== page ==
Ontario to Leave Greater Toronto Area’s Gambling Deeds in the Trust of Private Operator

The Globe and Mail reported that Ontario Lottery and Gaming Corporation (OLG) will rely on a new private operator to take the control over the gambling sector in the Greater Toronto Area (GTA), counting on it to deploy the full potential of the industry in the area and give it a strong push forward.
In a couple of weeks, the Ontario Lottery and Gaming Corporation (OLG) is supposed to choose a new casino operator, which will be assigned the task to take the control over the OLG-owned casinos and slot machines in the GTA. The winning company will sign a long-term agreement with OLG, under which the selected operator will be in charge of the OLG casino-related matters for a period of 22 years.
Unsurprisingly, this item of news stimulated the appetite of many foreign casino operators, who expressed their eagerness to participate in the bidding. Even though it is not a secret that the gaming industry in Toronto is still at the beginning of its development, the winning casino operator will be allowed to start with the renovation work on the three existing gambling facilities straight away and open a fourth gaming venue after the authorization of the officials.
In an interview for The Globe and Mail, it was released that the companies, which are bidding to take the control over the gambling operations at Toronto’s Woodbine Racetrack, Ajax Downs and the Great Blue Heron Casino in Port Perry are Canada’s Brookfield Asset Management, American-based Caesars Entertainment and Malaysian Genting Group.
All of them are lured by the OLG’s promises for a financial profit of at least $72-million per year for the coming 22 years of the agreement, along with up to 70% of the gambling revenue. In return, OLG is said to demand from the winning operator a strategy, aiming to increase the revenues, generated by the gaming industry.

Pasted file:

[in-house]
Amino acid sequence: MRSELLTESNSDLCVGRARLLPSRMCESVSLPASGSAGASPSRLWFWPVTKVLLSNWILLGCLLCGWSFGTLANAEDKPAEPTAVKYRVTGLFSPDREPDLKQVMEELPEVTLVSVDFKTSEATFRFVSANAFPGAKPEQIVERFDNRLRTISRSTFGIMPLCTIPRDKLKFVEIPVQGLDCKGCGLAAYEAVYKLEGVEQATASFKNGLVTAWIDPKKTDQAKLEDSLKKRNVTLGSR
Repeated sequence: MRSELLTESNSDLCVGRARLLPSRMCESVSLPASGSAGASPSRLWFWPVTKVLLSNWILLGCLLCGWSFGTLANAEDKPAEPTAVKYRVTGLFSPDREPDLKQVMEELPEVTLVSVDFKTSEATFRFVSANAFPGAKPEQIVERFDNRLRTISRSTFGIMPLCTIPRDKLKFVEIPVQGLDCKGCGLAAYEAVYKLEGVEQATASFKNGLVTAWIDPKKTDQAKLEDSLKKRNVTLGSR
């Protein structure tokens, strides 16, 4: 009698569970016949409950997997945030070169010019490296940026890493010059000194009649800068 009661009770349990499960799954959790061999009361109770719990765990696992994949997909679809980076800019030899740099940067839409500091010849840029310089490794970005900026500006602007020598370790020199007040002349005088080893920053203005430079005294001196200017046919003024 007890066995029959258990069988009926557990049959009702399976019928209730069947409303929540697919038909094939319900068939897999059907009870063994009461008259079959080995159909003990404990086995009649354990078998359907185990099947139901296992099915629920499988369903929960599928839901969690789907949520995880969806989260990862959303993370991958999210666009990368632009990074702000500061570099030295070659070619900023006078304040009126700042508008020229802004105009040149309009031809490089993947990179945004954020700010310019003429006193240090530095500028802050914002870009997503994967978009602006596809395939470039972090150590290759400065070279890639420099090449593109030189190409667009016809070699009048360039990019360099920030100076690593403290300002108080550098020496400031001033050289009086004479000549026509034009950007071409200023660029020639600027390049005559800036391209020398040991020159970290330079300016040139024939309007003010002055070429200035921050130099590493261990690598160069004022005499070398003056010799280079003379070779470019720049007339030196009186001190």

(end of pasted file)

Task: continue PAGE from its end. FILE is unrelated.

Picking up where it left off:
The agency explained that its goal is to boost the economy and bridge some gaps in the budget, as OLG is said to be the government’s main source of non-tax revenues. The main setback of the gaming industry in the Greater Toronto Area is rooted in the constantly-increasing online gambling in the USA, which seems to be more attractive to the customers than OLG’s limited and outdated gambling facilities, which remain at the backstage.
OLG spokesman Rui Brum explained that the company’s revenues dropped significantly and now OLG is trying to find its feet and revive the casino market in the area. Consequently, the company sold nearly half of its casino facilities and slot machines to private operators, aiming to give momentum to a modernization process, which is believed to draw back the interest of the lost customers.
Once the name of the private operator is announced and the deal is done, OLG will reserve its rights to supervise its business and the local municipalities will continue to receive their share of the revenue, while the private operator will be in charge of the property and of the daily operations of the company.
This might be a significant step forward in the development of the gaming industry in the area, which suffered a significant slowdown over the recent years.